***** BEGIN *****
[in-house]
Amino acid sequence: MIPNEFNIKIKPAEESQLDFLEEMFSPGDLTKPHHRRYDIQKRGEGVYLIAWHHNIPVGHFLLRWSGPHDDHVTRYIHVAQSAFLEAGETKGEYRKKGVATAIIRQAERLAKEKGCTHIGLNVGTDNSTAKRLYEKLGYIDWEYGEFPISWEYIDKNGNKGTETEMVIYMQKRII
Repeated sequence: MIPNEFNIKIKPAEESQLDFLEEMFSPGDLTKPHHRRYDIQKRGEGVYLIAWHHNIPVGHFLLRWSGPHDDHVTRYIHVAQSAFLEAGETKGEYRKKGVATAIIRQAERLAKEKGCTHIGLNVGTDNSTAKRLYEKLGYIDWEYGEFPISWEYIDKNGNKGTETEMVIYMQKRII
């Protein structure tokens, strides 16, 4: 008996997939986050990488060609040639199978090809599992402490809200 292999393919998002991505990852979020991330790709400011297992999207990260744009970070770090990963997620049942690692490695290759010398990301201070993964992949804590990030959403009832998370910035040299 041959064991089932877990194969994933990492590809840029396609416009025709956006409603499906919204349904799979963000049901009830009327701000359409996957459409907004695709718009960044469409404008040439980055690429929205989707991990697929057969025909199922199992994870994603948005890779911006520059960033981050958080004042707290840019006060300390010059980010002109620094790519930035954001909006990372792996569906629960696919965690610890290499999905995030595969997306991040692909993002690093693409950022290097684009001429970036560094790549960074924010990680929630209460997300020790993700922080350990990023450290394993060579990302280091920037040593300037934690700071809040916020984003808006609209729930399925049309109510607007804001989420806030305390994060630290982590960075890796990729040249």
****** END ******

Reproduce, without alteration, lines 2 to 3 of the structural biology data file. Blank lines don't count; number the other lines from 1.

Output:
Amino acid sequence: MIPNEFNIKIKPAEESQLDFLEEMFSPGDLTKPHHRRYDIQKRGEGVYLIAWHHNIPVGHFLLRWSGPHDDHVTRYIHVAQSAFLEAGETKGEYRKKGVATAIIRQAERLAKEKGCTHIGLNVGTDNSTAKRLYEKLGYIDWEYGEFPISWEYIDKNGNKGTETEMVIYMQKRII
Repeated sequence: MIPNEFNIKIKPAEESQLDFLEEMFSPGDLTKPHHRRYDIQKRGEGVYLIAWHHNIPVGHFLLRWSGPHDDHVTRYIHVAQSAFLEAGETKGEYRKKGVATAIIRQAERLAKEKGCTHIGLNVGTDNSTAKRLYEKLGYIDWEYGEFPISWEYIDKNGNKGTETEMVIYMQKRII